Thus, in a phanerogam, the sepals, petals, stamens and foliage-leaves all come under the category leaf, though some are parts of the perianth, others are spore-bearing organs (sporophylls), and others carry on nutritive processes.
It has pale-purple flowers, rarely more than three in number; the perianth is funnel-shaped, and produced below into a long slender tube, in the upper part of which the six stamens are inserted.
The conformation of those flowers a consists essentially in the pres- ' 'A B ence of a six-parted perianth, the three outer segments of which correspond to a calyx, the three inner ones to a corolla.
These segments spring apparently from the top of the ovary - the real explanation, however, being that the end of the flower-stalk or "thalamus," as it grows, becomes dilated into a sort of cup or tube enclosing and indeed closely adhering to the ovary, so that the latter organ appears to be beneath the perianth instead of above it as in a lily, an appearance which has given origin to the term "inferior ovary."
Within the perianth, and springing from its sides, or apparently from the top of the ovary, are six stamens whose anthers contain pulverulent pollen-grains.
Described, but with the ovules on the walls of the cavity (not in its axis or centre), a six-parted perianth, a stamen or stamens and stigmas.
The main distinguishing features consist in the fact that one of the inner pieces of the perianth becomes in course of its growth much larger than the rest, and usually different in colour, texture and form.
It would appear, then, that the orchid flower differs from the more general monocotyledonous type in the irregularity of the perianth, in the suppression of five out of six stamens, and in the union of the one stamen and the stigmas.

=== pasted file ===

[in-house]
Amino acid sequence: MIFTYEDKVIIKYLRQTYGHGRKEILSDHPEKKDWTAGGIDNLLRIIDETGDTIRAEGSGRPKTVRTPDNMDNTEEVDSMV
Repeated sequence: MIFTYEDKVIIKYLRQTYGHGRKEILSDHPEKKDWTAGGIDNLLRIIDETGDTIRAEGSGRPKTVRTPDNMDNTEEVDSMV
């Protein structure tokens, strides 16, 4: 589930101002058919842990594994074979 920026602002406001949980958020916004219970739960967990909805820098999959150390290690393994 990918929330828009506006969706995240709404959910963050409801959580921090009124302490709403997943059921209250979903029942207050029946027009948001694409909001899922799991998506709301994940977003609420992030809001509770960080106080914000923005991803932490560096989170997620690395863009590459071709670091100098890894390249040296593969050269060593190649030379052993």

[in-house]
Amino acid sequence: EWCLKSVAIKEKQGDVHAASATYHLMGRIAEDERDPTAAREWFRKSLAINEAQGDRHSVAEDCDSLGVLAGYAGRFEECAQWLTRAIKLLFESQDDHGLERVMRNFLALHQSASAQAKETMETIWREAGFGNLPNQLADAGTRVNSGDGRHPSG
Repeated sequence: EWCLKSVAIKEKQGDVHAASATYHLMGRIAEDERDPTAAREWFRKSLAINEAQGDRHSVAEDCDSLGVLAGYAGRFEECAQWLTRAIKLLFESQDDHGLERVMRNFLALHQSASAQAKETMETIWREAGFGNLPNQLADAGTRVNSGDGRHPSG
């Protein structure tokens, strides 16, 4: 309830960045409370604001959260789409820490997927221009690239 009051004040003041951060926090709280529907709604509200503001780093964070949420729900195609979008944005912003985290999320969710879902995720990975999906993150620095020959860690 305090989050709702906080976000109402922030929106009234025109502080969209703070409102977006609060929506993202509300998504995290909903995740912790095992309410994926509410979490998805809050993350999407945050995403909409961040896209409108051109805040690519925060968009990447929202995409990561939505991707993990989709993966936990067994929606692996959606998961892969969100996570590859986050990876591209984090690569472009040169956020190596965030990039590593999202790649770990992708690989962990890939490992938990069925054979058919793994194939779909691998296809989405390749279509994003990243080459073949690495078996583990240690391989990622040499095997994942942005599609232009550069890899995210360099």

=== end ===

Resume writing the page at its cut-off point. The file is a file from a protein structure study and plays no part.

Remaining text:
Other common modifications arise from the union of certain parts of the perianth to each other, and from the varied and often very remarkable outgrowths from the lip. These modifications are associated with the structure and habits of insects and their visits to the flowers.
The remaining parts of the perianth are very much smaller, and commonly are so arranged as to form a hood overarching the "column."
Flower with Perianth removed.
A small group of Australian genera closely approach the order Juncaceae in having small crowded flowers with a scarious or membranous perianth; they include Xanthorrhoea (grass-tree or blackboy) and Kingia, arborescent plants with an erect woody stem crowned with a tuft of long stiff narrow leaves, from the centre of which rises a tall dense flower spike or a number of stalked flower-heads; this group has been included in Juncaceae, from which it is doubtfully distinguished only by the absence of the long twisted stigmas which characterize the true rushes.
It resembles Juncaceae in the general plan of the flower, which, however, has become much more elaborate and varied in the form and colour of its perianth in association with transmission of pollen by insect agency; a link between the two orders is found in the group of Australian genera referred to above under Asphodeloideae.
The flowers are hermaphrodite and regular, with the same number and arrangement of parts as in the order Liliaceae, from which they differ in the inconspicuous membranous character of the perianth, the absence of honey or smell, and the brushlike stigmas with long papillae-adaptations to wind-pollination as contrasted with the methods of pollination by insect agency, which characterize the Liliaceae.
From the margin springs a perianth of four short lobes.